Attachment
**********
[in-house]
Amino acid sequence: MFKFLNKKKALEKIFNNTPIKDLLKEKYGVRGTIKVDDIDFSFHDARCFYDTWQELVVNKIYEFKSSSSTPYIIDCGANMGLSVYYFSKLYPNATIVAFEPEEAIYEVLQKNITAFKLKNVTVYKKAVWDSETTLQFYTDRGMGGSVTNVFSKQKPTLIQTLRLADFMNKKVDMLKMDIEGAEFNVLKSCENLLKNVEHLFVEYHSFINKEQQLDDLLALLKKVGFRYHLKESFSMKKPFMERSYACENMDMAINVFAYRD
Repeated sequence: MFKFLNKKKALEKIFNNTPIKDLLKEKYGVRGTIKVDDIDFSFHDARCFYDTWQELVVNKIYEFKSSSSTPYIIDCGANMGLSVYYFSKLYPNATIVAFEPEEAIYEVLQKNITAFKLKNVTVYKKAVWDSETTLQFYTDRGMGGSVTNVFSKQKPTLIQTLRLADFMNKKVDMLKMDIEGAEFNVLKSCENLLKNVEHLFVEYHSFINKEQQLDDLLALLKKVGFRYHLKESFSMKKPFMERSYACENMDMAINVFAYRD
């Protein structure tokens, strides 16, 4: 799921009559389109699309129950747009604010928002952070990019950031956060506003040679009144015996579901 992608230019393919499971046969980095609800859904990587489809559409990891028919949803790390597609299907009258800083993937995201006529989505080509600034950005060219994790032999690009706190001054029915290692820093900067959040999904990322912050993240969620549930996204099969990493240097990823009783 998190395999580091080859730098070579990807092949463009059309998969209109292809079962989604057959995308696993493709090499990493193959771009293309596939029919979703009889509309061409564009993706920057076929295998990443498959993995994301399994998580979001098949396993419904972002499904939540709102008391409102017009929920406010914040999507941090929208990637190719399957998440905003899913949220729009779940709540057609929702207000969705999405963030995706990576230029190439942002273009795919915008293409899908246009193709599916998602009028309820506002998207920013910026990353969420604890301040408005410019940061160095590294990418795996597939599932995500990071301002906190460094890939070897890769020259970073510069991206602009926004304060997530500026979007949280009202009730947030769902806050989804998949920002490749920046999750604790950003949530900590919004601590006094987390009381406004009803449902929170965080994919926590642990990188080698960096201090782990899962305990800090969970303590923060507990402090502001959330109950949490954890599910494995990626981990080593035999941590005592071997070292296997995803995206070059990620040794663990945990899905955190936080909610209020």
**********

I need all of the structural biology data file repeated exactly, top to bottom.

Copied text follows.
[in-house]
Amino acid sequence: MFKFLNKKKALEKIFNNTPIKDLLKEKYGVRGTIKVDDIDFSFHDARCFYDTWQELVVNKIYEFKSSSSTPYIIDCGANMGLSVYYFSKLYPNATIVAFEPEEAIYEVLQKNITAFKLKNVTVYKKAVWDSETTLQFYTDRGMGGSVTNVFSKQKPTLIQTLRLADFMNKKVDMLKMDIEGAEFNVLKSCENLLKNVEHLFVEYHSFINKEQQLDDLLALLKKVGFRYHLKESFSMKKPFMERSYACENMDMAINVFAYRD
Repeated sequence: MFKFLNKKKALEKIFNNTPIKDLLKEKYGVRGTIKVDDIDFSFHDARCFYDTWQELVVNKIYEFKSSSSTPYIIDCGANMGLSVYYFSKLYPNATIVAFEPEEAIYEVLQKNITAFKLKNVTVYKKAVWDSETTLQFYTDRGMGGSVTNVFSKQKPTLIQTLRLADFMNKKVDMLKMDIEGAEFNVLKSCENLLKNVEHLFVEYHSFINKEQQLDDLLALLKKVGFRYHLKESFSMKKPFMERSYACENMDMAINVFAYRD
């Protein structure tokens, strides 16, 4: 799921009559389109699309129950747009604010928002952070990019950031956060506003040679009144015996579901 992608230019393919499971046969980095609800859904990587489809559409990891028919949803790390597609299907009258800083993937995201006529989505080509600034950005060219994790032999690009706190001054029915290692820093900067959040999904990322912050993240969620549930996204099969990493240097990823009783 998190395999580091080859730098070579990807092949463009059309998969209109292809079962989604057959995308696993493709090499990493193959771009293309596939029919979703009889509309061409564009993706920057076929295998990443498959993995994301399994998580979001098949396993419904972002499904939540709102008391409102017009929920406010914040999507941090929208990637190719399957998440905003899913949220729009779940709540057609929702207000969705999405963030995706990576230029190439942002273009795919915008293409899908246009193709599916998602009028309820506002998207920013910026990353969420604890301040408005410019940061160095590294990418795996597939599932995500990071301002906190460094890939070897890769020259970073510069991206602009926004304060997530500026979007949280009202009730947030769902806050989804998949920002490749920046999750604790950003949530900590919004601590006094987390009381406004009803449902929170965080994919926590642990990188080698960096201090782990899962305990800090969970303590923060507990402090502001959330109950949490954890599910494995990626981990080593035999941590005592071997070292296997995803995206070059990620040794663990945990899905955190936080909610209020």